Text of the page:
Friday, May 25, 2012

Guest Blogger: Novelist Devan Sipher

Before I introduce our guest, a quick reminder: Stop by often in June! I've got two novels coming out, so there will be all manner of blog parties and giveaways around here. 

Also, you can now pre-order the print version of Green Light Delivery via Kickstarter, and get awesome alien swag!

And now, without further ado, I'm honored to present Devan Sipher, author of the novel The Wedding Beat, released in April by Penguin. He reminds us what important work it is to write a book. Enjoy!

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“Times are bad.  Children no longer obey their parents, and everyone is writing a book” —Cicero

Is it only me, or does this quote make you picture marble shelves overloaded with remaindered books in ancient Rome?

There were almost 300,000 books published in 2011.  In the United States.  Add the rest of the literate world, and the number jumps to nearly two million.  And that’s just in one year.  That means there must be at least five million authors on the planet.  More likely the total is closer to ten or twenty million. 

So what is the point of writing a book?  What are the odds of coming up with a manuscript that’s uniquely compelling if there are so many people endeavoring to do the same?  It’s enough to make me almost pity publishers.  Almost.

When I was young I thought my writing could change the world. (I was very young.)  Yet I still yearn to contribute to society and wonder if I should have chosen a more directly useful profession:  like doctor, carpenter, or cable repairman.

Instead, I have written my first novel, The Wedding Beat, a romantic comedy loosely based on my experience as a single guy writing the wedding column at The New York Times.  It’s a lighthearted beach read.  Yet there was nothing lighthearted about my approach.  I slaved at my computer 12 to 15 hours a day, 6 days a weeks, working through back injuries, power failures and a rotating cast of Presidential candidates.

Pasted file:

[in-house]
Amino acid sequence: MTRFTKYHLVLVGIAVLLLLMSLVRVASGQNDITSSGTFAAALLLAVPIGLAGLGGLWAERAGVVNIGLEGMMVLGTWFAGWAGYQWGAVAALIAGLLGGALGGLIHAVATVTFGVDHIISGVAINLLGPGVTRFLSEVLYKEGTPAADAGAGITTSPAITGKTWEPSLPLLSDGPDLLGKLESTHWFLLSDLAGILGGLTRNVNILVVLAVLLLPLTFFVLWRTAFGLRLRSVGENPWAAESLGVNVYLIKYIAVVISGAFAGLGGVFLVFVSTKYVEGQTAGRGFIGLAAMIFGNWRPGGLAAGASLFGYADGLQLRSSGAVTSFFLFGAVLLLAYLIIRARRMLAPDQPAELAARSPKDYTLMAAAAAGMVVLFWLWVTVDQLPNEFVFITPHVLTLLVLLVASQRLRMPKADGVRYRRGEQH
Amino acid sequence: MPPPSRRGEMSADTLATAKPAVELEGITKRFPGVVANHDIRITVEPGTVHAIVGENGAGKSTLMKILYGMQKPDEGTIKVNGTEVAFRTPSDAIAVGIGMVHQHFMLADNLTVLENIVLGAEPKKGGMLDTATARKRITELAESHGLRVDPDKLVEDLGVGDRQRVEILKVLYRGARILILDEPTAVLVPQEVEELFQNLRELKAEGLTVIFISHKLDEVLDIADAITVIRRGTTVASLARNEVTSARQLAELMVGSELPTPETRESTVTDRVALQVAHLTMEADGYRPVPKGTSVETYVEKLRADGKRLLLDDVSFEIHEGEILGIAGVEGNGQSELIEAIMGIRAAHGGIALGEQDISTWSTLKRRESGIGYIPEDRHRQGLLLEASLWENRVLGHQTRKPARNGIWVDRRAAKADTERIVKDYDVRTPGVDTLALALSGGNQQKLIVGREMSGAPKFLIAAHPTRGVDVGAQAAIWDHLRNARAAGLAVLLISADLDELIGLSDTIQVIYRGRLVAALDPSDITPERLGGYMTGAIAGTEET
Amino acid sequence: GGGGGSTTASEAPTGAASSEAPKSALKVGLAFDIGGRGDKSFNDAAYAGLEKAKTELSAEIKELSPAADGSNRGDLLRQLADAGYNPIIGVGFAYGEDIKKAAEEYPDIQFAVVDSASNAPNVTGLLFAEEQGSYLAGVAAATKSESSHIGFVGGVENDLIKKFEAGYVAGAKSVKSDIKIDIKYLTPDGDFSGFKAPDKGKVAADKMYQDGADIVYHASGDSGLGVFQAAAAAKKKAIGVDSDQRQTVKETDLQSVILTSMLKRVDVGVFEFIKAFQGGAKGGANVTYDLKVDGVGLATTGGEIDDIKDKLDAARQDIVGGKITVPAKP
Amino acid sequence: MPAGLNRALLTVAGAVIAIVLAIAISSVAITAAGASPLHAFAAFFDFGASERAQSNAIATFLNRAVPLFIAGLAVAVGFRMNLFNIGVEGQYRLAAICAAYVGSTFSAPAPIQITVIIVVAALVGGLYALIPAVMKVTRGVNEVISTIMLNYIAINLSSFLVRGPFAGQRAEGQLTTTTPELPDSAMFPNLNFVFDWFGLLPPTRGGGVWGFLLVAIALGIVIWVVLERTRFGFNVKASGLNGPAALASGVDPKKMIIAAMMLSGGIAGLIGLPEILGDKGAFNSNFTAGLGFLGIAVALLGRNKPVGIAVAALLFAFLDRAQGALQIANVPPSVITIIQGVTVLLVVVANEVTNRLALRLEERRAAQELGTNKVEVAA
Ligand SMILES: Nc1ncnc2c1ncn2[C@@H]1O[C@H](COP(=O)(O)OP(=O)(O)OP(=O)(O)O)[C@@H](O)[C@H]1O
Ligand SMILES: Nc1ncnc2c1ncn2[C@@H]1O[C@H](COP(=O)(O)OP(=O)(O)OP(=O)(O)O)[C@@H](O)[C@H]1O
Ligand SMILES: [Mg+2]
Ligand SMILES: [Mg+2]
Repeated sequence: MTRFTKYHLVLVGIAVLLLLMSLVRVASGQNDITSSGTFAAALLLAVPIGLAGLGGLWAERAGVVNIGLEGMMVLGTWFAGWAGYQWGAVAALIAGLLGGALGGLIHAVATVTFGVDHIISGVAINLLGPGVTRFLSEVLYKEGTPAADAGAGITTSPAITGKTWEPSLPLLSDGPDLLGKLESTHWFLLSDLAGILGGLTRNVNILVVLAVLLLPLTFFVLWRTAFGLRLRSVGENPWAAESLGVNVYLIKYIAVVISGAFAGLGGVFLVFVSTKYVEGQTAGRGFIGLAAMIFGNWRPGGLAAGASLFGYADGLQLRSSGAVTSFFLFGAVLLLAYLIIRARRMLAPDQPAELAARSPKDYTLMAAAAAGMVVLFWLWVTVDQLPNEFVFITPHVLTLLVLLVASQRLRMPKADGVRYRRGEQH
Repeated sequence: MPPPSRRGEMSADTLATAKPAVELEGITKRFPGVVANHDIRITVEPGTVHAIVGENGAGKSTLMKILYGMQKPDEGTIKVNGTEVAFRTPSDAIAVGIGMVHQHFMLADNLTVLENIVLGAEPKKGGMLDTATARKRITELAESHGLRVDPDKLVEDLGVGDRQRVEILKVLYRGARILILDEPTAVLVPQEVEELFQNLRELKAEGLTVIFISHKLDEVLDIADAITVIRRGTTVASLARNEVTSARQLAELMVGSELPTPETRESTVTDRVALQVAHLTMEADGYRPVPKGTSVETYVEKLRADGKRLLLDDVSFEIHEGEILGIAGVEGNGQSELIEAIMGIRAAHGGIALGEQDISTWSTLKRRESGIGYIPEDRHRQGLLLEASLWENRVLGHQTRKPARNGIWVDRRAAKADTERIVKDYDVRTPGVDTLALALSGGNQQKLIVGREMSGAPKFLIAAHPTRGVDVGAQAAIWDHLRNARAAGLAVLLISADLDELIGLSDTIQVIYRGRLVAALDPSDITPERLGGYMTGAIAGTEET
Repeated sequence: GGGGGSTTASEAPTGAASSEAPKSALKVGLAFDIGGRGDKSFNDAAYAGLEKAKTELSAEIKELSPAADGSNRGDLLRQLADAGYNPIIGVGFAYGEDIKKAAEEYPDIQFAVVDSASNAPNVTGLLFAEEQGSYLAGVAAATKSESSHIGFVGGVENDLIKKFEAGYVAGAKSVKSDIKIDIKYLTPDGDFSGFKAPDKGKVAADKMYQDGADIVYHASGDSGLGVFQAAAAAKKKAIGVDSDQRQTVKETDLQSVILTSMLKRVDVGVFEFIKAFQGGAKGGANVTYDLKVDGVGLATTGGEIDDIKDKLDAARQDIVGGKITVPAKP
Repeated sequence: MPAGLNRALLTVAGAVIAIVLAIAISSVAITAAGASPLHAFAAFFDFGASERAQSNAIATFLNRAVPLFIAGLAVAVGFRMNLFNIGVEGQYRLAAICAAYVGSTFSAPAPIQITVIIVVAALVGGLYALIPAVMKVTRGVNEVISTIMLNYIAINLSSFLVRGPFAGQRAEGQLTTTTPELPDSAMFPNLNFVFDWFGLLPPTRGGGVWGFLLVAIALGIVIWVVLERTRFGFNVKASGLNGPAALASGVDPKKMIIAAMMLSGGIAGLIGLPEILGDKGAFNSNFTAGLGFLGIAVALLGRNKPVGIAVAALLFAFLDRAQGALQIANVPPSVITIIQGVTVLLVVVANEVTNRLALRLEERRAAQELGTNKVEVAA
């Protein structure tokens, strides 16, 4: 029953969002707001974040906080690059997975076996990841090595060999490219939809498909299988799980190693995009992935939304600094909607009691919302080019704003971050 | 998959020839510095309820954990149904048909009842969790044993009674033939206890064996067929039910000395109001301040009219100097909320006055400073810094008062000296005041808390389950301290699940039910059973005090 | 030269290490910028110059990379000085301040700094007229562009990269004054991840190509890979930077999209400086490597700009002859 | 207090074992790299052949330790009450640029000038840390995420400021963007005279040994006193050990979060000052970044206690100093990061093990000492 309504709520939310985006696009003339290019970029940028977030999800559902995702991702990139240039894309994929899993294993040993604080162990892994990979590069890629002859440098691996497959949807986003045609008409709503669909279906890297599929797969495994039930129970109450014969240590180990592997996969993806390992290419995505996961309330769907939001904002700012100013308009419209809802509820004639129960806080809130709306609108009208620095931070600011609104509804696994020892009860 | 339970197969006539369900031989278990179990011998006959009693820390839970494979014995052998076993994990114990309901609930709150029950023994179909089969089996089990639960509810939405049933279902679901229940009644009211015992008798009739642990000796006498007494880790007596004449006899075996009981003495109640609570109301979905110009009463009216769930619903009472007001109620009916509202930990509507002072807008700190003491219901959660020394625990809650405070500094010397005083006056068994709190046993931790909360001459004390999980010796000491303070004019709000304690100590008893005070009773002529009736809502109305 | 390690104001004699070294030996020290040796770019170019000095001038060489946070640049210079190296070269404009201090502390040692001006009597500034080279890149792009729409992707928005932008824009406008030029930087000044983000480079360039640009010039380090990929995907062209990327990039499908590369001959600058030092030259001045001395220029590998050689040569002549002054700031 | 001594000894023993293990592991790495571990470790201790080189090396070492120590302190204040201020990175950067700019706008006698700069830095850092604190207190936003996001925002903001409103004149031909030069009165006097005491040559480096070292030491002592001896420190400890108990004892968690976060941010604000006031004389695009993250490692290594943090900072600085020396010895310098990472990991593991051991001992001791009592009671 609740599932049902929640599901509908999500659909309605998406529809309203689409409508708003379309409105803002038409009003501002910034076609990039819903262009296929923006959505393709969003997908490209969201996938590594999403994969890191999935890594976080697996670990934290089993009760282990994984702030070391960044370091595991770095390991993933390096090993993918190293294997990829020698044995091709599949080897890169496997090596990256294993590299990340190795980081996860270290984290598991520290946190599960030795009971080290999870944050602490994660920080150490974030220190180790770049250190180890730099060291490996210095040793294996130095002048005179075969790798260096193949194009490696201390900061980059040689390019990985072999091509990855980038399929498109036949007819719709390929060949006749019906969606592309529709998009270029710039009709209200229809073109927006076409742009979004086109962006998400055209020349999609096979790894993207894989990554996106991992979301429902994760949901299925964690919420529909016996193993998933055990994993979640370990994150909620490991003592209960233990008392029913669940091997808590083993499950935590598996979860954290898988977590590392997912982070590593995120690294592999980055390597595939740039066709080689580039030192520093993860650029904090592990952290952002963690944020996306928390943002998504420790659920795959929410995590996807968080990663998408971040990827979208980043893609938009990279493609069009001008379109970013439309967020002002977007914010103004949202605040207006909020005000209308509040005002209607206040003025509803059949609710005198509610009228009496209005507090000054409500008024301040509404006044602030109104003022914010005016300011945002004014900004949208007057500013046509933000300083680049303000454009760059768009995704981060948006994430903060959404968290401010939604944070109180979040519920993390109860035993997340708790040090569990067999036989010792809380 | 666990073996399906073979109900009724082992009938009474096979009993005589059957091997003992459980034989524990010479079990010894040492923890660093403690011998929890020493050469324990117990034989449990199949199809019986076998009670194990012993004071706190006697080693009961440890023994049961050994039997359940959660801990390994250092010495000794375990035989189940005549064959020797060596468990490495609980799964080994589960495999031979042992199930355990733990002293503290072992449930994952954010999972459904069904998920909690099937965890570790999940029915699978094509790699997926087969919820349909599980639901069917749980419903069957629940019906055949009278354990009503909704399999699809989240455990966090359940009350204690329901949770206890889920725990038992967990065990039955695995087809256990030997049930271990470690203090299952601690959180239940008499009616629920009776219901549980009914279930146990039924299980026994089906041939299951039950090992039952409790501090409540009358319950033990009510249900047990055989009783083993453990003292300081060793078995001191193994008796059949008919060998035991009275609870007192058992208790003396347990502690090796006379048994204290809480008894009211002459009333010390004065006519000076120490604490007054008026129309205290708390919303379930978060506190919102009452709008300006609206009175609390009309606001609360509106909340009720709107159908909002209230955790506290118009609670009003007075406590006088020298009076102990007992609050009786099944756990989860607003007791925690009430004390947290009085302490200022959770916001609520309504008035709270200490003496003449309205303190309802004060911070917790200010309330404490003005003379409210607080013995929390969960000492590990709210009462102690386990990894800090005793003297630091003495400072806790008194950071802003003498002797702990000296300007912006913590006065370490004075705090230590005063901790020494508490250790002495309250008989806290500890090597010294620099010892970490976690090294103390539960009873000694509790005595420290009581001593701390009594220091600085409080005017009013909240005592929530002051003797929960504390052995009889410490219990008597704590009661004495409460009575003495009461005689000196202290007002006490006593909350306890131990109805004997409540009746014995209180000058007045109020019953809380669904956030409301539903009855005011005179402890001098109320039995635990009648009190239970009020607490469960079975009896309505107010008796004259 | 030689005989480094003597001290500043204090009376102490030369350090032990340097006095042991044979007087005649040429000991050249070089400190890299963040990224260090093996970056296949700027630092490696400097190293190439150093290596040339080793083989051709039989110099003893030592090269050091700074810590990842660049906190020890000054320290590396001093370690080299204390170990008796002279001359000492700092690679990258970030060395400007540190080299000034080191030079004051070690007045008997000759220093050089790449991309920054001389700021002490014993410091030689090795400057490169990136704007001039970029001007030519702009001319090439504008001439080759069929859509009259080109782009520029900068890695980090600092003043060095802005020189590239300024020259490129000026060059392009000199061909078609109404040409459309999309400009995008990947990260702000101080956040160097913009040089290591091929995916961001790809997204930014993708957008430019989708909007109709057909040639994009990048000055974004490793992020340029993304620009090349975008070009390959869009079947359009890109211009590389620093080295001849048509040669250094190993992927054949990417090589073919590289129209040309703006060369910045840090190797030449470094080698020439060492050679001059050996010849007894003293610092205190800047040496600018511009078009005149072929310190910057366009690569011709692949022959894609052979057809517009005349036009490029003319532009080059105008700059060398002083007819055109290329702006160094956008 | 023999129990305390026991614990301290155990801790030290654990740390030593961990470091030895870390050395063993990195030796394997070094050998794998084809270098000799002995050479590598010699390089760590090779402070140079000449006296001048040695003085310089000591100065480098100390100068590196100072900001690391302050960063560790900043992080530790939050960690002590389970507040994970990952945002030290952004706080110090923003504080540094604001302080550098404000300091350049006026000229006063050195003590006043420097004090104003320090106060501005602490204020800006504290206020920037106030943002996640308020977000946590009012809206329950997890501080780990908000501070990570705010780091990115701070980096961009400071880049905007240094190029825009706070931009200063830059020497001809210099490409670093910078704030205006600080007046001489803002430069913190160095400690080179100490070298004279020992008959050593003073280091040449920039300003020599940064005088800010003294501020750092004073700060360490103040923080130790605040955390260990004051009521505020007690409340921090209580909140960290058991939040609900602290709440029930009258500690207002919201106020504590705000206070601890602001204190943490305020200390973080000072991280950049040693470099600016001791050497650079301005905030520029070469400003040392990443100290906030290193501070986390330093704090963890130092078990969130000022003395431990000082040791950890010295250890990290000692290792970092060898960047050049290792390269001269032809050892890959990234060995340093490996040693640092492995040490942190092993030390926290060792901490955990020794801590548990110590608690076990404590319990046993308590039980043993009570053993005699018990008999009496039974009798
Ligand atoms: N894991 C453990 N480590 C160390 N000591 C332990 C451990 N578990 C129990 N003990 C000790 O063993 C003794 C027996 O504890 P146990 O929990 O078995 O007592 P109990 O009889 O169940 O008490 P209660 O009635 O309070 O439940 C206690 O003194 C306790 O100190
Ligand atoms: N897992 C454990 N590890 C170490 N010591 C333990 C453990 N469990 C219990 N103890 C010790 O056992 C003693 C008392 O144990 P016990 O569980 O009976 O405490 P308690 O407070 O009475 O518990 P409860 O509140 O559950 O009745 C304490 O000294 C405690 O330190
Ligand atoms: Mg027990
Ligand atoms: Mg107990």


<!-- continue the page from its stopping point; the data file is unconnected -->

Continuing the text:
I was determined to write the best book possible.  More than that, I wanted to provide readers with the best experience possible.  Because that’s what I consider my primary obligation.  I believe there’s an unwritten contract between writer and reader.  A sacred oath, if you will, that I, as author, do solemnly swear not to bore you or insult your intelligence.

But if I’m being honest, there was another motivating factor.  And it had nothing to do with other people’s enjoyment reading my book and everything to do with my own enjoyment writing it.  In the past, I’ve been disdainful of people writing merely because it made them happy.  I mean, that’s lovely for them, but what about the poor sap who has to read what they disgorge? 

I clung to the notion that writing required selflessness, and a fair amount of suffering, before it was worthy of being bestowed on readers.  But writing isn’t something bestowed, it’s something that’s shared.  And what I’m sharing is the joy and pride I take in crafting a story and conjuring a world in the rhythm of words. 

I still remember the lightheaded euphoria I felt on the day I finished my manuscript.  If there are ten million people who derive similar pleasure, then so be it.  After all, it was Cicero who also said “A room without books is like a body without a soul.”

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You can visit Devan Sipher at his website.  You can purchase The Wedding Beat on Amazon, Barnes and Noble, and elsewhere.

Monday, May 14, 2012

Guest Blogger MG novelist Ros Gemmell

Today's special guest, Ros Gemmell, writes to us from Scotland. And about Scotland. Her new tween fantasy novel is called Summer of the Eagles, and she shares some thoughts about the themes in her work.

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Themes in Summer of the Eagles
Many thanks, Anne, for hosting me on your lovely blog today.
Although I wrote Summer of the Eagles as an adventure and slight fantasy novel for the 10 to 14 age group, the story does contain a few themes that might resonate with young teens. I’m a great fan of some escapism in all fiction, for whatever age, but it’s good age at which to explore the wider issues that might affect some young people.
Bereavement and Thoughts about Death and Afterlife
13 year old Stephanie (Stevie) is suddenly orphaned, with no one to care for her apart from an aging Gran. Although feeling bewilderment, grief, fear, and even anger, she is unable to cry for her loss at first. She retreats into herself, refusing contact with her friends. She becomes moody and stroppy, and difficult for Gran to deal with.